Tom invites Toots to an elegant dinner. However, he's made the mistake of trying to put Jerry to work, as a serving boy, a corkscrew, and other tasks. Jerry puts up with a little of this, ... See full summary »
Tom is "killed" while chasing Jerry (as usual). He goes to heaven and meets the cat who meets dead cats boarding the "Heavenly Express." Tom is given one hour to have Jerry sign a letter of... See full summary »
A day at the beach. Tom wants to lay in the sand, but his rest is disturbed by Jerry, who walks by to go fishing. Tom ends up falling off the end of the pier as he chases Jerry and lands ... See full summary »
The kiddie radio host, Uncle Dudley, reminds his listeners that it is "Be Kind to Animals" week. Tom resolves to be kind to his mouse-nemesis, Jerry, but the cat changes his mind after sneaking a look at Jerry's diary.
Jerry's raiding the fridge, carrying off a giant wedge of cheese. Tom's feeling playful, so he piles the cheese high with dishes, builds a set of bread-slice steps, and ends them on a ... See full summary »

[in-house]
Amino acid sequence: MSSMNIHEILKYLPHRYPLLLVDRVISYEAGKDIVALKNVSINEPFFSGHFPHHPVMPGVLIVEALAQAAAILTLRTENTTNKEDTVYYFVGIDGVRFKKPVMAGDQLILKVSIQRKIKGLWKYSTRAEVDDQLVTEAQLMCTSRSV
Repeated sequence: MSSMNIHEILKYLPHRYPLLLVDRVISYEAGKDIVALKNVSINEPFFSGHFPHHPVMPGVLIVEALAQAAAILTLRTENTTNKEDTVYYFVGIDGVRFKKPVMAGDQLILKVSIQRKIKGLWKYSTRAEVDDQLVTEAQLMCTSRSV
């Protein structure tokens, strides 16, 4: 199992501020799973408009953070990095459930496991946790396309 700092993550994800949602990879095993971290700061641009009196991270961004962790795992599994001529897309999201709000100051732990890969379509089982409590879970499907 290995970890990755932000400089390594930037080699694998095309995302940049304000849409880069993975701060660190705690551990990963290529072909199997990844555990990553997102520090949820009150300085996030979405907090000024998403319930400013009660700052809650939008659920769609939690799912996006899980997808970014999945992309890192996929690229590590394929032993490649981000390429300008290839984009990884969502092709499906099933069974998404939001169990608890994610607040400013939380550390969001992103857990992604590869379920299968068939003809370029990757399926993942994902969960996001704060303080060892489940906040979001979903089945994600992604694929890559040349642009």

Tom's chasing Jerry when he runs, literally, right into the sleeping (and quite nasty) dog later known as Spike. Spike chases Tom up a lamp; Jerry's quite amused, until Spike turns on him ... See full summary »
Feline "Jasper" is given an ultimatum by his master: break one more thing and you're out! Rodent Jerry does his best to make sure that his tormentor "gets the boot". Written by
Chris Stone <firstname.lastname@example.org>
Tom & Jerry were originally named "Jasper & Jinx" by William Hanna and Joseph Barbera. Only Tom was ever identified on-screen by his original name ("Jasper"). The name Jinx was used by H&B in their television cartoon about the mice Pixie and Dixie and their adversary the feline Mr. Jinx. See more »
This short, nominated for an Oscar it should have won in 1940, is the first Tom and Jerry, for all that the cat's name is "Jasper". The Tom and Jerry cartoons generally break down into one of four eras: the early ones, when Rudolf Ising was involved, then the ones that Hanna and Barbera did with Fred Quimby producing, then the ones Chuck Jones did and finally the Gene Deitch efforts. Each had a different look and feel to them that make them instantly recognizable and unmistakable as to who did them. But the most remarkable transformation in appearance and style was the change between the early ones and the ones in the later 1940s. In every way, it's quite a change. This is the best of the early ones. Most recommended.
8 of 9 people found this review helpful.
Was this review helpful to you?